### Additional Problems

A circuit contains a D cell battery, a switch, a $20\text{-}\text{\Omega}$ resistor, and four 20-mF capacitors connected in series. (a) What is the equivalent capacitance of the circuit? (b) What is the *RC* time constant? (c) How long before the current decreases to $50\%$ of the initial value once the switch is closed?

A circuit contains a D-cell battery, a switch, a $20\text{-}\text{\Omega}$ resistor, and three 20-mF capacitors. The capacitors are connected in parallel, and the parallel connection of capacitors are connected in series with the switch, the resistor and the battery. (a) What is the equivalent capacitance of the circuit? (b) What is the *RC* time constant? (c) How long before the current decreases to $50\%$ of the initial value once the switch is closed?

Consider the circuit below. The battery has an emf of $\epsilon =30.00\phantom{\rule{0.2em}{0ex}}\text{V}$ and an internal resistance of $r=1.00\phantom{\rule{0.2em}{0ex}}\text{\Omega}.$ (a) Find the equivalent resistance of the circuit and the current out of the battery. (b) Find the current through each resistor. (c) Find the potential drop across each resistor. (d) Find the power dissipated by each resistor. (e) Find the total power supplied by the batteries.

A homemade capacitor is constructed of 2 sheets of aluminum foil with an area of 2.00 square meters, separated by paper, 0.05 mm thick, of the same area and a dielectric constant of 3.7. The homemade capacitor is connected in series with a $100.00\text{-}\text{\Omega}$ resistor, a switch, and a 6.00-V voltage source. (a) What is the *RC* time constant of the circuit? (b) What is the initial current through the circuit, when the switch is closed? (c) How long does it take the current to reach one third of its initial value?

A student makes a homemade resistor from a graphite pencil 5.00 cm long, where the graphite is 0.05 mm in diameter. The resistivity of the graphite is $\rho =1.38\phantom{\rule{0.2em}{0ex}}\times \phantom{\rule{0.2em}{0ex}}{10}^{\mathrm{-5}}\phantom{\rule{0.2em}{0ex}}\text{\Omega}\text{/}\text{m}$. The homemade resistor is place in series with a switch, a 10.00-mF uncharged capacitor and a 0.50-V power source. (a) What is the *RC* time constant of the circuit? (b) What is the potential drop across the pencil 1.00 s after the switch is closed?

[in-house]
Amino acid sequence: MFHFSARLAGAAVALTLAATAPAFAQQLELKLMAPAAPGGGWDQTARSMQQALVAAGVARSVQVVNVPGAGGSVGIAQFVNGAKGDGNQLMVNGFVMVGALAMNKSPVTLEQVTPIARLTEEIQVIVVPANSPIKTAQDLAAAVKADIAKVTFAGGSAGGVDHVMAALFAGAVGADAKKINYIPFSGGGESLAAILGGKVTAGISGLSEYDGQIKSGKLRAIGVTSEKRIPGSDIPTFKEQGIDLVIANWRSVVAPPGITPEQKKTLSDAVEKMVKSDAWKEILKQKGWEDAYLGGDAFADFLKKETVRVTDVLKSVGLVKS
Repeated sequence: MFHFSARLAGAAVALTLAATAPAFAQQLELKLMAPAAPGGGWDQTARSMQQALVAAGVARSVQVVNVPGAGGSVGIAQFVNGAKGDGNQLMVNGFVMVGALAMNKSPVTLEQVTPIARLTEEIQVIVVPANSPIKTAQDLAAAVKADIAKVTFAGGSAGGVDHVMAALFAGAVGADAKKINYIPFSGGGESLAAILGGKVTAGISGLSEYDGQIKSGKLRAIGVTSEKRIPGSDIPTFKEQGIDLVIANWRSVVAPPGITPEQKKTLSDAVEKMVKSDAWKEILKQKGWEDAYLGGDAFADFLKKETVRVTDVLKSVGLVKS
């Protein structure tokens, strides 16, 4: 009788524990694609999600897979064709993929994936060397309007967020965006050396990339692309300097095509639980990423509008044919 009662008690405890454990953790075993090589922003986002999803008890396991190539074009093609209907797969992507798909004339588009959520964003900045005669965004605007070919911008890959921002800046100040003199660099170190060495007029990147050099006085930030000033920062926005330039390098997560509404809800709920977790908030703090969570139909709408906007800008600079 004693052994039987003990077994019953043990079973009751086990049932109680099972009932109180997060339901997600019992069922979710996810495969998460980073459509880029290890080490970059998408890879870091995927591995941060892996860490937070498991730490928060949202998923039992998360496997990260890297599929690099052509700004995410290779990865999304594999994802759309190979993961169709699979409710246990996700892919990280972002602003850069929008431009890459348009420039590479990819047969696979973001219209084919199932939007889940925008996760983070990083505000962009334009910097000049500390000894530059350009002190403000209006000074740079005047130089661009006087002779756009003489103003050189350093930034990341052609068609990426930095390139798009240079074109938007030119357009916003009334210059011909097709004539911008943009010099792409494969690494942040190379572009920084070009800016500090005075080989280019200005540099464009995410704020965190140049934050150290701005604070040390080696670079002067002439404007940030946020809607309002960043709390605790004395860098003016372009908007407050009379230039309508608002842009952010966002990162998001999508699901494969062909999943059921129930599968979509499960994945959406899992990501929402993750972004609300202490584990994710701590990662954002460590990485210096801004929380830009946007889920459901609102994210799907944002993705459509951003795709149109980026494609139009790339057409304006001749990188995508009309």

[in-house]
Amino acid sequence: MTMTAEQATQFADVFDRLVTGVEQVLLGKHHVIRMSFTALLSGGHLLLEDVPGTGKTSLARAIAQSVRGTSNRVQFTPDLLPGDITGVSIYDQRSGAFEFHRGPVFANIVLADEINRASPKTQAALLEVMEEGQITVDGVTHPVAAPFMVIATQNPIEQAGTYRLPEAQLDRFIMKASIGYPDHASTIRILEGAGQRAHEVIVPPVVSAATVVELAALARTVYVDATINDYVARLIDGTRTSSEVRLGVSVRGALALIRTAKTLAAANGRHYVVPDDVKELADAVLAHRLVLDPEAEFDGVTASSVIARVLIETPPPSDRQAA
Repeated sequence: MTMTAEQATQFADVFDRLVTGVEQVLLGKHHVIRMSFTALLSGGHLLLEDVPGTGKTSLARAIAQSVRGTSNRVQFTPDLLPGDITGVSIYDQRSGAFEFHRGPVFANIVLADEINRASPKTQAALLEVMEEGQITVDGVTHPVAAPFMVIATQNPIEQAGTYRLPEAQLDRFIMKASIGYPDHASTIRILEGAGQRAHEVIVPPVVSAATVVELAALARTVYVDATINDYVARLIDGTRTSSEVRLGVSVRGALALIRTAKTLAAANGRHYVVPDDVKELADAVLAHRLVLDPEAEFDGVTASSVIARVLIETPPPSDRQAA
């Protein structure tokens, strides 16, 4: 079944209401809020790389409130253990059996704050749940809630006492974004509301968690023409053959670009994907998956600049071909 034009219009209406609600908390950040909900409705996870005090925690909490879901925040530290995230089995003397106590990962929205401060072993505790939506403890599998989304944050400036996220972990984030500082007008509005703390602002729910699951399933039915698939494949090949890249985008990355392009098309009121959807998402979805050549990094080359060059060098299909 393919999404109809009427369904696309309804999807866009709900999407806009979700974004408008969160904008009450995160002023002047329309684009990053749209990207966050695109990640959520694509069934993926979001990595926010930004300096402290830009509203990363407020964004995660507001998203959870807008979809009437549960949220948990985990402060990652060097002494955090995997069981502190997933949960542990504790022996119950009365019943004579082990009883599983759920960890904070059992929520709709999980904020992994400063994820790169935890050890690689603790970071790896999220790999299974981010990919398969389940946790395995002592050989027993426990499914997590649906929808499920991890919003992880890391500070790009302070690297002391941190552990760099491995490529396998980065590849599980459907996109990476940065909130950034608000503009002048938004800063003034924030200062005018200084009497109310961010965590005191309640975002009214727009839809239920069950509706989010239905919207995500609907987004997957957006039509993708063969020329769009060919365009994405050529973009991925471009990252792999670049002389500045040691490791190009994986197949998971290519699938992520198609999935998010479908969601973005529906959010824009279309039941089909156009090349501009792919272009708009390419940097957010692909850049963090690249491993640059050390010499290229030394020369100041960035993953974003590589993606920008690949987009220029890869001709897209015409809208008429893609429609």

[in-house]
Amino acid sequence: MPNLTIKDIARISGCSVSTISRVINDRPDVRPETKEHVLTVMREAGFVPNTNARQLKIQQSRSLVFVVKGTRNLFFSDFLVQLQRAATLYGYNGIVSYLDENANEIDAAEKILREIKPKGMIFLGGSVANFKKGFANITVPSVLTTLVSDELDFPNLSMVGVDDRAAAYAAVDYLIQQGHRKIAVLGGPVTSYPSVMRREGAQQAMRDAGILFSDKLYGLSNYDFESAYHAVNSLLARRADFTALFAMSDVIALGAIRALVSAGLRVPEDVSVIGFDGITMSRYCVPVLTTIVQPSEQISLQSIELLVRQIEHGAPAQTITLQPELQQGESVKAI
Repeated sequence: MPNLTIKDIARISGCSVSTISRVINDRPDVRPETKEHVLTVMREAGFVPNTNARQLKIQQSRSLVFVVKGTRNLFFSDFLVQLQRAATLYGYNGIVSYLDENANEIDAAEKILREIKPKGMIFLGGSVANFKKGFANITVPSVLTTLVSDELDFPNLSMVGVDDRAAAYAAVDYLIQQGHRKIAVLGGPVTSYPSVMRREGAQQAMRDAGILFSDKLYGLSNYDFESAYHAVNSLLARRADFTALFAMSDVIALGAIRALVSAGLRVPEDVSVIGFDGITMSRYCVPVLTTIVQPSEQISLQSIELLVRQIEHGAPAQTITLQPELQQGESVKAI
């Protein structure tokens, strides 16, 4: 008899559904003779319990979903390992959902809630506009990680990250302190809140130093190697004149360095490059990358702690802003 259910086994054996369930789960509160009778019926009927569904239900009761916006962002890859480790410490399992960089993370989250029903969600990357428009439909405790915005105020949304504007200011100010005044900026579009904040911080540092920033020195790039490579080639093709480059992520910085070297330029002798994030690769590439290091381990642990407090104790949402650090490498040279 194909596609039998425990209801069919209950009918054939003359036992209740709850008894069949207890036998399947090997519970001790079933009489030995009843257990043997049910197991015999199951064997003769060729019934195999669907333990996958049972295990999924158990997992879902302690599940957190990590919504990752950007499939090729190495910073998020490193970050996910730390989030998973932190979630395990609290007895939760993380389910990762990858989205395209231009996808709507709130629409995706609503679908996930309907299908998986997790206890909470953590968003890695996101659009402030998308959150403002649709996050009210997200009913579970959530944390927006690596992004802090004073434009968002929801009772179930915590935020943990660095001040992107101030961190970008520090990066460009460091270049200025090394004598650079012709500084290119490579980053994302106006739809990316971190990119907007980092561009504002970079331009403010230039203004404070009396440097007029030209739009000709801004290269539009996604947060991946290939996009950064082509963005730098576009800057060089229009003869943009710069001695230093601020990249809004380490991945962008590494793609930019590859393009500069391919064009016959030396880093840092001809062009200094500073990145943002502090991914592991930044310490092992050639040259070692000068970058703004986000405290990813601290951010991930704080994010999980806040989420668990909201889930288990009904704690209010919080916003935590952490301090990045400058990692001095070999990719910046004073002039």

The rather simple circuit shown below is known as a voltage divider. The symbol consisting of three horizontal lines is represents “ground” and can be defined as the point where the potential is zero. The voltage divider is widely used in circuits and a single voltage source can be used to provide reduced voltage to a load resistor as shown in the second part of the figure. (a) What is the output voltage ${V}_{\text{out}}$ of circuit (a) in terms of ${R}_{1},{R}_{2},\phantom{\rule{0.2em}{0ex}}\text{and}\phantom{\rule{0.2em}{0ex}}{V}_{\text{in}}?$ (b) What is the output voltage ${V}_{\text{out}}$ of circuit (b) in terms of ${R}_{1},{R}_{2},{R}_{L},\phantom{\rule{0.2em}{0ex}}\text{and}\phantom{\rule{0.2em}{0ex}}{V}_{\text{in}}?$

Three $300\text{-}\text{\Omega}$ resistors are connect in series with an AAA battery with a rating of 3 AmpHours. (a) How long can the battery supply the resistors with power? (b) If the resistors are connected in parallel, how long can the battery last?